"As soon as rebirth-consciousness (in the embryo at the time of conception) has ceased, there arises a similar subconsciousness with exactly the same object, following immediately upon rebirth-consciousness and being the result of this or that karma (volitional action done in a former birth and remembered there at the moment before death). And again a further similar state of subconsciousness arises. Now, as long as no other consciousness arises to interrupt the continuity of the life-stream, so long the life-stream, like the flow of a river, rises in the same way again and again, even during dreamless sleep and at other times. In this way one has to understand the continuous arising of those states of consciousness in the life-stream." Cf. viññāna-kicca. For more details, s. Fund. 11. (App.).
http://www.palikanon.com/english/wtb/b_ ... a_sota.htm

metta
Chris
---The trouble is that you think you have time---
---Worry is the Interest, paid in advance, on a debt you may never owe---
---It's not what happens to you in life that is important ~ it's what you do with it ---

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bazzaman
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Re: Luminous mind

Postby bazzaman » Wed Mar 18, 2009 12:30 am

.
Last edited by bazzaman on Mon Feb 14, 2011 1:26 am, edited 1 time in total.

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Dhammanando
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Re: Luminous mind

Postby Dhammanando » Wed Mar 18, 2009 1:42 am


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Rui Sousa
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Re: Luminous mind

Postby Rui Sousa » Wed Mar 18, 2009 11:12 am

With Metta

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robertk
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Re: Luminous mind

Postby robertk » Thu Mar 19, 2009 4:50 am


nathan
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Re: Luminous mind

Postby nathan » Thu Mar 19, 2009 6:14 am

It seems to me that the mind is luminous. Not in the sense that light is but in a more comprehensive way. We have, for instance, the external source of light. The eye of the body, the brain of the body and then the mind which in this case is in contact with the body, brain and eye. In doing so eye consciousness arises in the mind. Same with all other senses, all sense is ultimately contact by mind. What is not contacted by mind, remains in the dark so far as the mind is concerned.

That is why it is put this way:
"Luminous, monks, is the mind. And it is defiled by incoming defilements." {I,v,9}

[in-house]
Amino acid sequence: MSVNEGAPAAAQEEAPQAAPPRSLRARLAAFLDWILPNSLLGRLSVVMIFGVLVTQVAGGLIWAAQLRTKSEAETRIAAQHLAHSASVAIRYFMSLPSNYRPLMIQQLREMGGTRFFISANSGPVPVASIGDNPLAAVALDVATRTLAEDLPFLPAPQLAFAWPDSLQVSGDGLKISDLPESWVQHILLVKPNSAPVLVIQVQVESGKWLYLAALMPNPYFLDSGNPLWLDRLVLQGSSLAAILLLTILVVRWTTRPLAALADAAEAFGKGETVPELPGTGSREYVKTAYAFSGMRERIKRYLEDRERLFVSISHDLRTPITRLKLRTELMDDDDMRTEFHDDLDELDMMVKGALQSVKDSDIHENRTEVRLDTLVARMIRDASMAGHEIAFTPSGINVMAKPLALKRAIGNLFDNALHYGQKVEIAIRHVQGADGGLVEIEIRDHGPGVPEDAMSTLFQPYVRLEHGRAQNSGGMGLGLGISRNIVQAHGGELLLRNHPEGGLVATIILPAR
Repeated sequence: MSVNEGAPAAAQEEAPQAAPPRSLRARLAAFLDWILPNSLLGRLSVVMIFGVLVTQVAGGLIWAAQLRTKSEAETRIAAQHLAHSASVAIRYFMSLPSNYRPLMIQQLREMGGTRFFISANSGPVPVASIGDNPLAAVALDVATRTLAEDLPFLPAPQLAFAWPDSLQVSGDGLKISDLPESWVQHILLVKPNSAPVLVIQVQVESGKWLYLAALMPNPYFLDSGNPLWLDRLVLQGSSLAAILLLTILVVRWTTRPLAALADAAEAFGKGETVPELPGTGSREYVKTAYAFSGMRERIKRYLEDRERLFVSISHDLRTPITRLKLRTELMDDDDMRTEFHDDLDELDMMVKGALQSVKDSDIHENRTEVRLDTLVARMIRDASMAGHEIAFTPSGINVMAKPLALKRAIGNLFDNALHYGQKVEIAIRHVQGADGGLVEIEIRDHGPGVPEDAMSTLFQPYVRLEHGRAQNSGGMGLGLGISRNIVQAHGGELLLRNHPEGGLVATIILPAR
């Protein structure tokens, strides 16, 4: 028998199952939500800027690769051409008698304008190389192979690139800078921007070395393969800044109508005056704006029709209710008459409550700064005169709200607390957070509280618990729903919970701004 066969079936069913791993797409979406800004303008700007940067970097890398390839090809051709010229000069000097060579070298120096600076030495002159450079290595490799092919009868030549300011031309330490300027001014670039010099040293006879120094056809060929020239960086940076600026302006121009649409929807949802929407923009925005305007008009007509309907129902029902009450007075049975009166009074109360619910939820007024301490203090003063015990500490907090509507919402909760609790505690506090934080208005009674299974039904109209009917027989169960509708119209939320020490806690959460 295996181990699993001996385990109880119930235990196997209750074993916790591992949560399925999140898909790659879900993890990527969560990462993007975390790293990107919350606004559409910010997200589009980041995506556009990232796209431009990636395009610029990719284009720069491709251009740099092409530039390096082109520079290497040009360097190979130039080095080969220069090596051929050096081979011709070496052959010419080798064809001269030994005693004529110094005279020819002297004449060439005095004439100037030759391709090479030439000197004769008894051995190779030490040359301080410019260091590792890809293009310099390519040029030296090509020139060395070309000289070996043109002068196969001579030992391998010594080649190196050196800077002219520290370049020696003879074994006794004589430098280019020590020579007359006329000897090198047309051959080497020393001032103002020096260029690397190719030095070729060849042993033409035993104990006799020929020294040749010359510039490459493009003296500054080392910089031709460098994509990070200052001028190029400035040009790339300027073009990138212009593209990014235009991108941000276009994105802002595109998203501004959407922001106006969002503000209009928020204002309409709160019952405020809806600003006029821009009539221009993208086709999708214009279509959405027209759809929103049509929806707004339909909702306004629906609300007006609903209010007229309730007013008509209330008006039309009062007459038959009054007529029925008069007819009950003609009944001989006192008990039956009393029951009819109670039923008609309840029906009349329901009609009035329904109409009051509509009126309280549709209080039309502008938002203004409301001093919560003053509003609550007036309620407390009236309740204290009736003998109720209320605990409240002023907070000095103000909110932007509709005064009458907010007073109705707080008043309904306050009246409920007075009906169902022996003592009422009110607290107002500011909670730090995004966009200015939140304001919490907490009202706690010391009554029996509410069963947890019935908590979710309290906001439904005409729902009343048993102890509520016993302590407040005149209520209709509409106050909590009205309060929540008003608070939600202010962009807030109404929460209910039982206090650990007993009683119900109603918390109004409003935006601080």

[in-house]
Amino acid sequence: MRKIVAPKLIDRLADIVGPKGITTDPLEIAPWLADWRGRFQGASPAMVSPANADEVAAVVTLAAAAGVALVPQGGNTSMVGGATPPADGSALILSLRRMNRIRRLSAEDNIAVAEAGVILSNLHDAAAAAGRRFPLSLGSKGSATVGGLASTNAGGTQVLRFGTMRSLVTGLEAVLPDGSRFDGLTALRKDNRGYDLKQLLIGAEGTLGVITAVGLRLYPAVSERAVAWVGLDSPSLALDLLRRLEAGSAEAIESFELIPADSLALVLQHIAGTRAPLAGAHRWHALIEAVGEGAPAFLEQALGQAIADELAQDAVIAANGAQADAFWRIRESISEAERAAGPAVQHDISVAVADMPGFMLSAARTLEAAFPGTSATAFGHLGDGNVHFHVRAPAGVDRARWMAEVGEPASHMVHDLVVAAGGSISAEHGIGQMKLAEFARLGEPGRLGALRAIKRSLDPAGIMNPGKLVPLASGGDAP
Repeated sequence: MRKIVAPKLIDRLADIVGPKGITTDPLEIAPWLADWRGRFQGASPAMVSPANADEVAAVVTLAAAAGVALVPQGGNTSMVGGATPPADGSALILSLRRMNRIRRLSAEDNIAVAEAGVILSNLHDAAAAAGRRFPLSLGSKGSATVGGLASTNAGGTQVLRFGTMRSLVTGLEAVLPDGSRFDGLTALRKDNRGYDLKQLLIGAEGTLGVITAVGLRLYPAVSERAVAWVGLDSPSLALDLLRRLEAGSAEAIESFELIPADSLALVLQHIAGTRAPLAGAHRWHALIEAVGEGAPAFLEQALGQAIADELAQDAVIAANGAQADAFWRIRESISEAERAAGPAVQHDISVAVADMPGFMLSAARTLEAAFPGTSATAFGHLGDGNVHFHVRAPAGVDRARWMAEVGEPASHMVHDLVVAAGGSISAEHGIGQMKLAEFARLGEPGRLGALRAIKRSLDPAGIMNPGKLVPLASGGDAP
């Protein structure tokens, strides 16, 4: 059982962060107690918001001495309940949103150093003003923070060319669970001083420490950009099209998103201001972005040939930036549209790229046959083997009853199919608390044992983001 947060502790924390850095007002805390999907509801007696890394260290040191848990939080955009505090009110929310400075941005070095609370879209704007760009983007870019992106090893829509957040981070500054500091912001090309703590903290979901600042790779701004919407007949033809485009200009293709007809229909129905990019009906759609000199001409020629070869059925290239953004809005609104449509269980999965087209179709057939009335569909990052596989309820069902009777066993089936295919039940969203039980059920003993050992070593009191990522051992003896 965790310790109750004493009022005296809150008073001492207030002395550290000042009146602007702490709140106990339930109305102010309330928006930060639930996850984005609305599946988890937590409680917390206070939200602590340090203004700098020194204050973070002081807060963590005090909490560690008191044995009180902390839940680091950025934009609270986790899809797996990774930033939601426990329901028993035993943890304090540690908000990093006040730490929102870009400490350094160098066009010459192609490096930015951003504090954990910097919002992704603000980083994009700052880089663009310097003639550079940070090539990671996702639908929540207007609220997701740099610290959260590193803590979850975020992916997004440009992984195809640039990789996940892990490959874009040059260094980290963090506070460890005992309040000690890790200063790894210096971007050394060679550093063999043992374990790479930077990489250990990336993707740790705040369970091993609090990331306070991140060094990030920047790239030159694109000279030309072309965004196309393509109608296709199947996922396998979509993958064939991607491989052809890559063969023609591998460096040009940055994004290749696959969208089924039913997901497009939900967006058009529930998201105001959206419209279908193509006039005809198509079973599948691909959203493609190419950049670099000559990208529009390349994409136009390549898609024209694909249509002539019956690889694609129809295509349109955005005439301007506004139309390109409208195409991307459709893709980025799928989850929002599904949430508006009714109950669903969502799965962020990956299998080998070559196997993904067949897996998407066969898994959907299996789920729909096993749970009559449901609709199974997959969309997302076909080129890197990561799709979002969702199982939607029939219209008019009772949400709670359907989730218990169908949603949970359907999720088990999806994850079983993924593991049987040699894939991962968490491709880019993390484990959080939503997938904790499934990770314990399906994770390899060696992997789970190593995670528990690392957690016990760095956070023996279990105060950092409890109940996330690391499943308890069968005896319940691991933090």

http://www.accesstoinsight.org/tipitaka ... .than.html
But whoever walking, standing, sitting, or lying down overcomes thought, delighting in the stilling of thought: he's capable, a monk like this, of touching superlative self-awakening. § 110. {Iti 4.11; Iti 115}

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Rui Sousa
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Re: Luminous mind

Postby Rui Sousa » Thu Mar 19, 2009 11:37 am

With Metta

phil
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Re: Luminous mind

Postby phil » Fri Mar 20, 2009 11:47 pm

Hi all

It occured to me this morning that "luminous mind" should be reflected on in conjuction with the sutta that is nearby that says how fleeting and rapidly changing the mind is. Sorry, on the run now so can't post it. But I think our conventional reflection on the luminous mind doesn't synch with the way it is described in that sutta, let alone in Abhidhamma and the more Abhidhamma-ish suttas in SN 35, for example.

I experienced a kind of "luminous mind" when meditating this morning, but it was just fabricated, subtle form of thinking. The actual mind is shifting (rapidly rising and falling mental events are shifting) fleeting much faster than that kind of experience I had. If we were to look at some texts that get at the fleetingness of mind it would help us better understand "luminous mind" I think.

Metta,

Phil
Kammalakkhano , bhikkhave, bālo, kammalakkhano pandito, apadānasobhanī paññāti
(The fool is characterized by his/her actions/the wise one is characterized by his/her actions/Wisdom shines forth in behaviour.)
(AN 3.2 Lakkhana Sutta)

pt1
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Re: Luminous mind

Postby pt1 » Sat Mar 21, 2009 1:24 am

Hi, I came across an explanation for light in meditation by Pa-Auk Tawya Sayadaw in his . For some reason I can't copy and paste the relevant section here - it's on page 194, question 4.10: "Could the Sayadaw please explain the light experienced in meditation scientifically?"

The gist of the explanation, which is very much in line with abhidhamma I think, is that cittas produce rupa kalapas (each rupa kalapa consists of at least 8 rupas taht arise together, of which color is one and temperature is another). The stronger the samatha and vipassana cittas, the brighter is the color rupa. Further, the temperature rupa in the citta-produced kalapa also produces further kalapas, which likewise include a color rupa. Since there are many of these two kinds of rupa kalapas produced continually by cittas, there comes the appearance of brightness and luminosity during strong samatha and vipassana. I hope I summarised this properly.

Best wishes

phil
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Re: Luminous mind

Postby phil » Sat Mar 21, 2009 7:57 am

Kammalakkhano , bhikkhave, bālo, kammalakkhano pandito, apadānasobhanī paññāti
(The fool is characterized by his/her actions/the wise one is characterized by his/her actions/Wisdom shines forth in behaviour.)
(AN 3.2 Lakkhana Sutta)